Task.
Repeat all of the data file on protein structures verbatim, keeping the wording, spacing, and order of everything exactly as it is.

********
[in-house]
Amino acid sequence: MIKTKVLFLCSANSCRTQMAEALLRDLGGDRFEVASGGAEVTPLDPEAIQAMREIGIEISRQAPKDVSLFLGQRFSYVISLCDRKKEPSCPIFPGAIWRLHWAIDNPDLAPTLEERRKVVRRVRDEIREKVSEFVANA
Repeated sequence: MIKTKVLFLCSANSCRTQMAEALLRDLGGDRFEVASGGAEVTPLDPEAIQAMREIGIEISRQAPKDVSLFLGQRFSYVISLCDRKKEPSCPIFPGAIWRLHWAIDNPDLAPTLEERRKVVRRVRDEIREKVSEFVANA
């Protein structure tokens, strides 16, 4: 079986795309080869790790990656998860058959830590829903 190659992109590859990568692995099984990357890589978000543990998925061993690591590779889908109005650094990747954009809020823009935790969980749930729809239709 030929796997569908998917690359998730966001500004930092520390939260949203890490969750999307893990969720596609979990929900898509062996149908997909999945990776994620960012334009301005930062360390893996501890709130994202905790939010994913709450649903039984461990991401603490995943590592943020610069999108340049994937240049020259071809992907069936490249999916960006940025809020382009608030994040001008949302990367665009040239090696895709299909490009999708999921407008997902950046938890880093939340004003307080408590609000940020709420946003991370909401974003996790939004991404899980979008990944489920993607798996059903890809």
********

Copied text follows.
[in-house]
Amino acid sequence: MIKTKVLFLCSANSCRTQMAEALLRDLGGDRFEVASGGAEVTPLDPEAIQAMREIGIEISRQAPKDVSLFLGQRFSYVISLCDRKKEPSCPIFPGAIWRLHWAIDNPDLAPTLEERRKVVRRVRDEIREKVSEFVANA
Repeated sequence: MIKTKVLFLCSANSCRTQMAEALLRDLGGDRFEVASGGAEVTPLDPEAIQAMREIGIEISRQAPKDVSLFLGQRFSYVISLCDRKKEPSCPIFPGAIWRLHWAIDNPDLAPTLEERRKVVRRVRDEIREKVSEFVANA
């Protein structure tokens, strides 16, 4: 079986795309080869790790990656998860058959830590829903 190659992109590859990568692995099984990357890589978000543990998925061993690591590779889908109005650094990747954009809020823009935790969980749930729809239709 030929796997569908998917690359998730966001500004930092520390939260949203890490969750999307893990969720596609979990929900898509062996149908997909999945990776994620960012334009301005930062360390893996501890709130994202905790939010994913709450649903039984461990991401603490995943590592943020610069999108340049994937240049020259071809992907069936490249999916960006940025809020382009608030994040001008949302990367665009040239090696895709299909490009999708999921407008997902950046938890880093939340004003307080408590609000940020709420946003991370909401974003996790939004991404899980979008990944489920993607798996059903890809």